A Dictionary of Greek and Roman biography and mythology (ed. William Smith), (search)
a fragment entitled De Prodigiis or Prodigiorum Libellus, containing a record for many years of those startling phenomena classed by the Romans under the general designation of Prodigia or Ostenta, which were universally believed to be miraculous manifestations of divine power, and to be intended as solemn warnings of coming events. The series is arranged in regular chronological order, and extends from the consulship of Scipio and Laelius, B. C. 190, to the consulship of Fabius and Aelius, B. C. 11. The materials are derived in a great measure from Livy, whose very words are frequently employed; and although we can in some places detect deviations from the narrative of the historian, these consist chiefly in repetitions, and in variations with regard to dates, discrepancies which may very probably have arisen from the interpolations or carelessness of transcribers. With regard to the compiler we know absolutely nothing, not even the country to which he belonged, nor the age when he fl
ect upon the hardened heart of Antony, who had become the complete slave of Cleopatra; and when the war broke out in B. C. 32, he sent his faithful wife a bill of divorce. After the death of Antony she still remained true to the interests of his children, not-withstanding the wrongs she had received from their father. For Julus, the younger son of Antony, by Fulvia, she obtained the special favour of Augustus, and she even brought up with maternal care his children by Cleopatra. She died in B. C. 11, and was buried in the Julian heroum, where Augustus delivered the funeral oration in her honour, but separated from the corpse by a hanging. Her funeral was a public one; her sons-in-law carried her to the grave; but many of the honours decreed by the senate were declined by the emperor. (D. C. 54.35; Senec. ad Polyb. 34.) Octavia had five children, three by Marcellus, a son and two daughters, and two by Antony, both daughters. Her son, M. Marcellus, was adopted by Octavianus, and was de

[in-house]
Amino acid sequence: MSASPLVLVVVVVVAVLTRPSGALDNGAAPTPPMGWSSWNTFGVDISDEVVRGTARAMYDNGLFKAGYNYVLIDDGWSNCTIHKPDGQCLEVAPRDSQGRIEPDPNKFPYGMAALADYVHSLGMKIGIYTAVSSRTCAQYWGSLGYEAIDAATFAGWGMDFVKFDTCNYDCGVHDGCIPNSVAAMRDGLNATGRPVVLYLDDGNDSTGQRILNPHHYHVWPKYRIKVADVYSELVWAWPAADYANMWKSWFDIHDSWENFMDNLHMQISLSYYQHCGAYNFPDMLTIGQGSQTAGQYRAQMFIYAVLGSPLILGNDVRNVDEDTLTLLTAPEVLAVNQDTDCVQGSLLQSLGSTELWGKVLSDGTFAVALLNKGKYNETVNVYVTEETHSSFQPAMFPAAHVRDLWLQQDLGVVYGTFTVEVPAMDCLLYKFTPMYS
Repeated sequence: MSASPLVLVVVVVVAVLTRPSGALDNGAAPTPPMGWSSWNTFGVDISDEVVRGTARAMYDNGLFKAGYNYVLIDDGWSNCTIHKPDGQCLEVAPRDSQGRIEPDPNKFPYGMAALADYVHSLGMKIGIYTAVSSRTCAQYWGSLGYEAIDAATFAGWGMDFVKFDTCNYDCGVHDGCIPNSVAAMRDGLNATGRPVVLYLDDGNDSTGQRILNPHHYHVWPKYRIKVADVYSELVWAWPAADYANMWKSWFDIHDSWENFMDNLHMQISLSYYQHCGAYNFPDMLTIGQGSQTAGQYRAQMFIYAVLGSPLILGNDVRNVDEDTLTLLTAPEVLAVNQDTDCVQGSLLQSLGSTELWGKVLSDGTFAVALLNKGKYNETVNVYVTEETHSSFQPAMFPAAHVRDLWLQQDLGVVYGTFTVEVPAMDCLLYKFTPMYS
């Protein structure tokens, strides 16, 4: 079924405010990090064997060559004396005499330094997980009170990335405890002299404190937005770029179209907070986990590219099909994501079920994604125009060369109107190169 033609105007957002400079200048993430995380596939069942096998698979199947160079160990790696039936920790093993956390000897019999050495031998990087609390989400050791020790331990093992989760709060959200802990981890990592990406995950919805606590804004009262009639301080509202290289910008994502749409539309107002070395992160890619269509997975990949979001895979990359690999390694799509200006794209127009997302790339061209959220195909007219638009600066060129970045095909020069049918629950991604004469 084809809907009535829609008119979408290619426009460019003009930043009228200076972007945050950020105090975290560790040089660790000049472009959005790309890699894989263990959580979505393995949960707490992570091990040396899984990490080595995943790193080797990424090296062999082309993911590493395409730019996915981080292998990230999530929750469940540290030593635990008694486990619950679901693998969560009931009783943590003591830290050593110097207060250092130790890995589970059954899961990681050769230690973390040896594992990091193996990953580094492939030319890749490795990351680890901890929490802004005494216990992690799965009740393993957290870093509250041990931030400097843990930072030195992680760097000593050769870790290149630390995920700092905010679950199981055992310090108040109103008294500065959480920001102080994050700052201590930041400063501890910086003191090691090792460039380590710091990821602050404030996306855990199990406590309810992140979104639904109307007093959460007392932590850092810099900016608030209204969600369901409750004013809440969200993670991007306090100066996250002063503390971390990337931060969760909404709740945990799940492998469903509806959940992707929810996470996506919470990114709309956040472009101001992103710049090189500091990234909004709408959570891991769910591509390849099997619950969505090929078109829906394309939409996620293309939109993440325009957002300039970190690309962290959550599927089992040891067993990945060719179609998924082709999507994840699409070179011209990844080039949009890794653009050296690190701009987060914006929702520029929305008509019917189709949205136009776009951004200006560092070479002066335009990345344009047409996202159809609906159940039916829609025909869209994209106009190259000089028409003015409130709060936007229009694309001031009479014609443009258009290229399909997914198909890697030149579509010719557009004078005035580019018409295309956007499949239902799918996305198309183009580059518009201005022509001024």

Piso 8. L. Calpurnius Piso Caesoninus, L. F. L. N., the son of No. 7, must have been born during the civil war between Caesar and Pompey (B. C. 49-48), as he was eighty at the time of his death in A. D. 32 (Tac. Ann. 6.10). He was consul B. C. 15, with M. Livius Drusus Libo, and afterwards obtained the province of Pamphylia; from thence he was recalled by Augustus in B. C. 11, in order to make war upon the Thracians, who had attacked the province of Macedonia. After a struggle which lasted for three years he subdued the various Thracian tribes, and obtained in consequence the triumphal insignia. The favour which Augustus had shown to Piso, he continued to receive from his successor Tiberius, who made him praefectus urbi. He was one of the associates of Tiberius in his revels, but had nothing of the cruel and suspicious disposition of the emperor. Although he spent the greater part of the night at table, and did not rise till midday, he discharged the duties of his office with punctual
A Dictionary of Greek and Roman biography and mythology (ed. William Smith), (search)
Ru'tilus, Hosti'lius praefect of the camp in the army of Drusus in Germany, B. C. 11. (Obsequ. 132.)
pa made way for Tiberius being employed in public affairs, and Augustus compelled him, much against his will, to divorce his wife Vipsania Agrippina, the daughter of Agrippa, by whom he had one son, and who was then pregnant, and to marry Julia (B. C. 11), the widow of Agrippa, and the emperor's daughter, with whom Tiberitius did not long live in harmony. He had one child by Julia, but it did not live. He was employed on various military services during the lifetime of Augustus. He made his fiberius were engaged in warfare with the Rhaeti, who occupied the Alps of Tridentum (Trento), and the exploits of the two brothers were sung by Horace (Hor. Carm. 4.4, 14; D. C. 54.22.) In B. C. 13 Tiberius was consul with P. Quintilius Varus. In B. C. 11, the same year in which he married Julia, and while his brother Drusus was fighting against the Germans, Tiberius left his new wife to conduct, by the order of Augustus, the war against the Dalmatians who had revolted, and against the Pannonians